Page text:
Taiwan’s 2022 Local Elections
On November 26, Taiwan held local elections all across the country. Just as midterm elections in the United States and elsewhere often serve as a referendum on the incumbent party’s performance, Taiwan’s local elections were an opportunity for citizens to weigh in on the performance of President Tsai Ing-wen and the ruling Democratic Progressive Party (DPP) and hint at the prospects for her party and its main opposition, the Kuomintang (KMT), ahead of the next presidential election in 2024. To discuss this and other important issues in Taiwan politics, Daniel Schoolenberg interviewed Yu Ching-hsin, an expert on Taiwanese politics and public opinion polling.
In the leadup to the general elections on November 26, how would you describe the strategies and campaign messages of the two main political parties, the incumbent DPP and the opposition KMT?
The Covid-19 pandemic was a key issue, providing the two major political parties with “one issue, two interpretations” in the local elections. The incumbent DPP used the Covid-19 pandemic as a means to highlight its strengths, whereas the challenging KMT viewed the pandemic as a spear to weaken the DPP.
For the DPP, the outbreak of the Covid-19 pandemic has rallied the Taiwanese around President Tsai’s flag, at least in 2020 and 2021. The Tsai administration was lauded for its successful quarantine and mask policies by both the international community and the Taiwanese public. Taiwan was able to deter the pandemic at the border. Meanwhile, the DPP government also actively engaged in the production of masks for domestic use and for foreign assistance. Even though the Tsai administration was later heavily criticized for its weak rollout of vaccines, the DPP continued to remind the electorate of its performance record during the pandemic.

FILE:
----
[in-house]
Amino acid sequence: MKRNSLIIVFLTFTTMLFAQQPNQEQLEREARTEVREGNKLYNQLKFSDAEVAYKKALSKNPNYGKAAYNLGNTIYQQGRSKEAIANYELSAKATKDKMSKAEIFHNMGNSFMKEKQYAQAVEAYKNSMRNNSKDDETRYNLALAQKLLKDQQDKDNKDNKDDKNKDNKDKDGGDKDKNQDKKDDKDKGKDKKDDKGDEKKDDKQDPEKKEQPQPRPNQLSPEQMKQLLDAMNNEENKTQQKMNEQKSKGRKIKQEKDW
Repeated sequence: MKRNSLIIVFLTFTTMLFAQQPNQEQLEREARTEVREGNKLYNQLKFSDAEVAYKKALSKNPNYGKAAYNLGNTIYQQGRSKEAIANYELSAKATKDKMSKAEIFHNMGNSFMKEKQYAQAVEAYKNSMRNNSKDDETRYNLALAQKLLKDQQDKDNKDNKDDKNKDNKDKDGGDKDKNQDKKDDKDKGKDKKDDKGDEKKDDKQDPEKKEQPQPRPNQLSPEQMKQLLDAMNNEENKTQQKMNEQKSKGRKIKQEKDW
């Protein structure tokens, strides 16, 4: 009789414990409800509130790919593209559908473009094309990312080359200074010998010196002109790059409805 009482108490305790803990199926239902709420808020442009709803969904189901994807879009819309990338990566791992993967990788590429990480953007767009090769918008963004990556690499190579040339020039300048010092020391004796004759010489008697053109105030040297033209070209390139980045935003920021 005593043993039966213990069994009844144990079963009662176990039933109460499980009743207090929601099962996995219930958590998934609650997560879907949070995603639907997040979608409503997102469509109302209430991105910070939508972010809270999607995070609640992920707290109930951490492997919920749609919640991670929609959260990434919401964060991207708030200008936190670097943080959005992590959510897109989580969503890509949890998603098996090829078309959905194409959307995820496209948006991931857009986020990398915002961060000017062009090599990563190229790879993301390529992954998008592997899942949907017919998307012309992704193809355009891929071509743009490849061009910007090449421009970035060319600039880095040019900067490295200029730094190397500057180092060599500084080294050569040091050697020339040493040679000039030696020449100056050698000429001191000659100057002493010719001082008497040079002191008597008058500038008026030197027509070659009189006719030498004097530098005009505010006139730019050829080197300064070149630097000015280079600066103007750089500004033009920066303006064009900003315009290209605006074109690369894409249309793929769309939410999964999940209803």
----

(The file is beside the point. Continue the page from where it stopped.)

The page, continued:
By contrast, to the KMT, the shortage of vaccines and the DPP’s vaccine policy were both critical defects of the DPP’s governance. The KMT lodged various accusations, including that it failed to provide timely and sufficient vaccine supplies, that the DPP government intentionally obstructed vaccine donations from volunteer groups to nourish the government-sponsored vaccine-producing companies, and, worse still, that the government has shown no remedy to improve the sluggish domestic economy during the pandemic. Thus, according to the KMT, the DPP government should bear the responsibility for trillions of dollars in spending plus a death toll of over thirteen thousand in Taiwan.
What key issues dominated the elections? Was the continuing rise in cross-strait tensions a central voting issue? What lessons might we draw for the presidential election in 2024?
Conventionally, the issue of how the government performed during the pandemic was important. However, its importance was tainted by partisan mobilization in a highly polarized political context. In other words, with a polarized electorate, the pandemic became a partisan issue.